The only alternative then is to reduce the real amount of debt through monetary inflation or currency depreciation. In the US, inflation is at a 50-year low. In Japan, it is non-existent. In the UK and the EU, prices are hardly growing. Monetary policymakers around the world are now actively trying to spur inflation (for reasons unrelated to the reduction of debt), but to no avail. Interest rates are already at rock bottom, and Central Banks have injected Billions of newly minted money into circulation without any impact on prices.

Currency devaluation is already taking place, but the main participants are emerging market economies (which are incidentally more concerned about export competitiveness than reducing the size of the debts). The Japanese Yen is nearing an all-time high, while the Euro has recovered from its spring lows. The British Pound is near its long-term average, while the US Dollar has declined only slightly on a trade-weighted average. In the end, since all of these countries are characterized by high levels of debt, it would be impossible for all of them to devalue their currencies. In addition, the nature of the Euro currency union precludes Eurozone countries from being able to lower their debts through currency devaluation.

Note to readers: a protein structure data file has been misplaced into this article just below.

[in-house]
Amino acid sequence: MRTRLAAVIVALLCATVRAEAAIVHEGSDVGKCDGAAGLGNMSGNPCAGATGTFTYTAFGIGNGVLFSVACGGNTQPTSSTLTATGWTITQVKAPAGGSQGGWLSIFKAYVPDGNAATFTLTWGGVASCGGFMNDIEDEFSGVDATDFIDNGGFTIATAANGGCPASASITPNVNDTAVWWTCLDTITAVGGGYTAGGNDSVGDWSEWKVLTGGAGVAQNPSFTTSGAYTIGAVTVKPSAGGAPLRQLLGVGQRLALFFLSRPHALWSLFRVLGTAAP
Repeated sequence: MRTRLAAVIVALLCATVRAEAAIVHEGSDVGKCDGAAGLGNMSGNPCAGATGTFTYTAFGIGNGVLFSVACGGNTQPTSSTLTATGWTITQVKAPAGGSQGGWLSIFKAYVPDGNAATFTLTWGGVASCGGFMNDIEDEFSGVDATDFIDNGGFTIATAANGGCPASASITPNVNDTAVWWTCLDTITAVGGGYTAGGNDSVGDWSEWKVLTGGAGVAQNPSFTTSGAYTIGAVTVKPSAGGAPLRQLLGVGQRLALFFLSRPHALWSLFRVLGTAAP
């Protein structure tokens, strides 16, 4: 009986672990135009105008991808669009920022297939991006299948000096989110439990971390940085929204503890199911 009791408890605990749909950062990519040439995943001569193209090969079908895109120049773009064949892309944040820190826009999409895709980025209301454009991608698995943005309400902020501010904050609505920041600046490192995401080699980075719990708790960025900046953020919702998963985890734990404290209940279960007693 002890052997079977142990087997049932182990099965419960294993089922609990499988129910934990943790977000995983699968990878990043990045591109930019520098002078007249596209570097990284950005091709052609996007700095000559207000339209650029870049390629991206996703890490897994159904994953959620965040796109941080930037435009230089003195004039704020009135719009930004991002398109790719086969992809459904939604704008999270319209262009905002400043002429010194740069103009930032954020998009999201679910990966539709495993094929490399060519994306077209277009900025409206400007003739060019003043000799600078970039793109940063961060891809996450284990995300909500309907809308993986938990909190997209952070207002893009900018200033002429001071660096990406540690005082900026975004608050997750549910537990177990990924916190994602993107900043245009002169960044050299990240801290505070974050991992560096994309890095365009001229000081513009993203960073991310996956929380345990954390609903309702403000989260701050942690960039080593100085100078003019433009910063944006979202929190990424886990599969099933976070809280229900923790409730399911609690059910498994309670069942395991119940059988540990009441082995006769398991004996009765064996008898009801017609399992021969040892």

The story is the same for private debt. For example, most of the real estate (commercial and residential) debt associated with the collapse of the housing market has yet to be written off. Financial institutions and investors continue to hold onto it with the hope that the real estate market will soon recover, such that the losses will never need to be recognized. While this strategy could vindicate lenders/investors over the long-term, it continues to have a devastating effect in the short-term since it forces the holders of debt to keep more cash on their balance sheets, where it won’t find its way into the global economy.

Euro Franc Dollar Yen 1990-2010 Real Exchange Rates

What are the implications for forex markets? Namely, it would seem to support the notion that emerging market currencies will continue to outperform the G4 currencies over the long-term. Over the near-term, it’s possible that G4 currencies will experience some appreciation, due both to the ebb and flow of risk appetite and the interventions of emerging market Central Banks on behalf of their currencies. Over the long-term, however, the only realistic alternative to default is currency devaluation, and at some point, the forex markets will have to come to terms with the fact that the G4 currencies need to decline. [Chart above courtesy of The Economist].